In private messages, revealed Thursday by prosecutors at a seditious conspiracy trial stemming from the Jan. 6 attack on the Capitol, members of the group discussed Trump’s Sept. 29 debate-stage exhortation to the Proud Boys to “stand back and stand by” ahead of the November election.
Some Proud Boy leaders, like Joe Biggs — one of five seditious conspiracy defendants — saw Trump’s comment as a command to prepare to violently confront antifa.
“Trump basically said to go [redacted] them up,” Biggs said on Parler, the social media platform popular with conservatives. “This makes me so happy.”
His public comments ignited a furor among Proud Boys’ self-described “elders” — its national leadership — who worried that Biggs’ embrace of violent rhetoric could undercut the group’s reputation.
“Mainstream republican support hinges on what the president says about us,” said Proud Boy Nicholas Ochs. “Right now it’s good.”
Trump has been a central aspect of the Proud Boys trial, a specter looming in the background as the group put itself on a path to descend on Washington and, ultimately, take a central role in the breach of the Capitol. Dozens of private chats and text chains revealed by prosecutors show how Proud Boys leaders keyed off Trump’s comments and used them to both drive recruitment but also attempt to manage their growing but unruly rank-and-file.
Biggs, Enrique Tarrio — the group’s national chair at the time — Seattle-based Proud Boy Ethan Nordean, and Philadelphia Proud Boy leader Zachary Rehl are now facing seditious conspiracy charges for their central roles in organizing hundreds of Proud Boys to descend on Washington for Jan. 6, and lead them in a march to the Capitol. A fifth defendant, New York’s Dominic Pezzola, ignited the breach of the Capitol itself when he shattered a Senate-wing window with a stolen police riot shield.
Prosecutors say the group played a crucial role in driving waves of the pro-Trump mob toward the Capitol and then egging it on to surge past barricades and across police lines before entering the Capitol. Prosecutors intend to describe to jurors how several cells of Proud Boys, who marched with the group to the Capitol, dispersed around the Capitol and were prominent in multiple breaches that day. . . .
. . . . The internal grousing became even more urgent just two days later, when at 1:42 a.m. Trump issued a call to his supporters to make a stand in Washington on Jan. 6, 2021, the day Congress was set to certify Biden’s victory. “Be there, will be wild,” Trump tweeted.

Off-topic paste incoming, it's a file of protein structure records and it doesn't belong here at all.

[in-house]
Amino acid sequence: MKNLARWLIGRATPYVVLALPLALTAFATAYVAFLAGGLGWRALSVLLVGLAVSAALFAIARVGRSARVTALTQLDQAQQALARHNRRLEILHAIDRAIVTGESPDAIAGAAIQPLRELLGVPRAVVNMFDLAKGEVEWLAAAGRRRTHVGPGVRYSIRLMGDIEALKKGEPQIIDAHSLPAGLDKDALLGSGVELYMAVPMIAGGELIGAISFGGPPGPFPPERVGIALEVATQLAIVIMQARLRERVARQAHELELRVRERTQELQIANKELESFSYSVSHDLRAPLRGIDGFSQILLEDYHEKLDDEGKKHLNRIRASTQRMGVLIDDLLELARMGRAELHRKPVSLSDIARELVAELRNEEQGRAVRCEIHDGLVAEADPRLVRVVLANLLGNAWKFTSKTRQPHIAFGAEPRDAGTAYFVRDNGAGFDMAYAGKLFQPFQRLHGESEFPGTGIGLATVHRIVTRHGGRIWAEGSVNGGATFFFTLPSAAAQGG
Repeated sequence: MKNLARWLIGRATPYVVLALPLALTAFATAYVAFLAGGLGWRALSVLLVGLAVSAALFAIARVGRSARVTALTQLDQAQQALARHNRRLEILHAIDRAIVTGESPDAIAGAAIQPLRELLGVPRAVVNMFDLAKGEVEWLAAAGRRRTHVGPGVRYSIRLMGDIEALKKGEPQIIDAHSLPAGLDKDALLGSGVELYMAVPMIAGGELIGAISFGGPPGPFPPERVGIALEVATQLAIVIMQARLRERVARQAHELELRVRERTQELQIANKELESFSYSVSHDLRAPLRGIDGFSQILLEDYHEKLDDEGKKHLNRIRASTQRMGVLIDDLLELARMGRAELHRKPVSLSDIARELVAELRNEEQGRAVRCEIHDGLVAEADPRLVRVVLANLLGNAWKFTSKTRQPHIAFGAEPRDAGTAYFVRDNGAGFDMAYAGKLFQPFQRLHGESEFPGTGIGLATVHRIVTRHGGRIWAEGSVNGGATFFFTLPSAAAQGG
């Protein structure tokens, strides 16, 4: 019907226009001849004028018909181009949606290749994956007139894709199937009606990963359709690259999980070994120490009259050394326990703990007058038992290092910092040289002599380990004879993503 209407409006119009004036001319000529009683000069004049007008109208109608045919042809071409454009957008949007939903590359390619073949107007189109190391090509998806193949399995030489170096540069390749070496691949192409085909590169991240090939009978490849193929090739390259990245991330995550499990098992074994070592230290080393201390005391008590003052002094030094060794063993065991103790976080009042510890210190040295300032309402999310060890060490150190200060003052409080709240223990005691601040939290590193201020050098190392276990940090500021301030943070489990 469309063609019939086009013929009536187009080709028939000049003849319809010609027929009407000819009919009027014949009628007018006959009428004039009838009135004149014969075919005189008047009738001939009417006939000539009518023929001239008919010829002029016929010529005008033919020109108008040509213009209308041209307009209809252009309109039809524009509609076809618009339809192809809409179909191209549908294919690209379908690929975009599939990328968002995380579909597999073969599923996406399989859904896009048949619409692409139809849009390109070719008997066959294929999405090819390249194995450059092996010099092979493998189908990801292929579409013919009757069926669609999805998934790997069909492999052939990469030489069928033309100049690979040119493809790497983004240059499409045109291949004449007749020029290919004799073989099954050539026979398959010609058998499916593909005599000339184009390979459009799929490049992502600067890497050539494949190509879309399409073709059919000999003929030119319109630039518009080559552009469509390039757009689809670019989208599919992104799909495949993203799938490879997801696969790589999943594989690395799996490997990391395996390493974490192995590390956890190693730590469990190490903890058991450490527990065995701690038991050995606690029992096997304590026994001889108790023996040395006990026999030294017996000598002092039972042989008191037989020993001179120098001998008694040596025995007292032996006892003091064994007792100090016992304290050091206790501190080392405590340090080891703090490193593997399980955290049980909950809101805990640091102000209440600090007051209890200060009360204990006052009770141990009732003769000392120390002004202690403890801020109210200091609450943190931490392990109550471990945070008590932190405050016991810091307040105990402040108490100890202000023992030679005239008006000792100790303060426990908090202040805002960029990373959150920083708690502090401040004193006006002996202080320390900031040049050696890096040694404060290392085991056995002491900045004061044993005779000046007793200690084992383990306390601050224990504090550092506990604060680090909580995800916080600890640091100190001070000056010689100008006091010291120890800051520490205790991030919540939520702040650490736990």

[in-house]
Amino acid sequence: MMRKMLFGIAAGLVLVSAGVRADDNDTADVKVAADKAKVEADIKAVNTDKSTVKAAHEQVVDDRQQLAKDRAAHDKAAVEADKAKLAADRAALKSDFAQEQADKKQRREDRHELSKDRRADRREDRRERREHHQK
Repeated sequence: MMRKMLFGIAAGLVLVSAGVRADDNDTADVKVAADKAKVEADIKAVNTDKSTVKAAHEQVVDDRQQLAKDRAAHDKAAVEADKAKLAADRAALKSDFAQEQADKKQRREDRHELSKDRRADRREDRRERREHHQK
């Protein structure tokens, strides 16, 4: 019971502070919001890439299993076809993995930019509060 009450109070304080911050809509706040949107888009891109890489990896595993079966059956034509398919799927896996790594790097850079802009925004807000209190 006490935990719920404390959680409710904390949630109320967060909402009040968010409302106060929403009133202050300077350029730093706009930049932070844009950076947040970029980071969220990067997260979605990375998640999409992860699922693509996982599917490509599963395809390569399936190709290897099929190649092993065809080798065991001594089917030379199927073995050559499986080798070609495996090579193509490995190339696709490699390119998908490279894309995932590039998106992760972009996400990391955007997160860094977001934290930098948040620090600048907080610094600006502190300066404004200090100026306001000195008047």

“Trumps calling the troops in on the 6th,” Biggs said to the group a few hours later.
Amid their talks, Tarrio created a new encrypted chat channel to prepare the group’s Jan. 6 plans, calling it the “Ministry of Self-Defense.” That channel has become a focal point of the government’s investigation.
Prosecutors particularly focused on the group’s use of the channel to discuss tactics for Jan. 6. Members of the group discussed a strategy to break into small teams to avoid being choked off by police blockades. They also discussed avoiding wearing the group’s traditional black-and-yellow attire and a potential plan to wear all-black — a tactic known as black bloc — to mimic far-left protestors who have frequently clashed with Proud Boys.
The decision not to wear Proud Boys colors was an extensive subject of the group’s conversation in the days before Jan. 6. Tarrio repeatedly urged different sets of Proud Boys leaders to refuse to bring any identifying gear. When some in the group pushed back, worried that the decision could result in Proud Boys getting blamed for the destruction of others, Tarrio dismissed the concern.
“Misinformation is a good tool,” Tarrio said in one chat with Proud Boys about the group’s plan not to wear identifying black-and-yellow attire on Jan. 6. Then, after a pause, he said, “[redacted] … Did I just goebbels this thing?”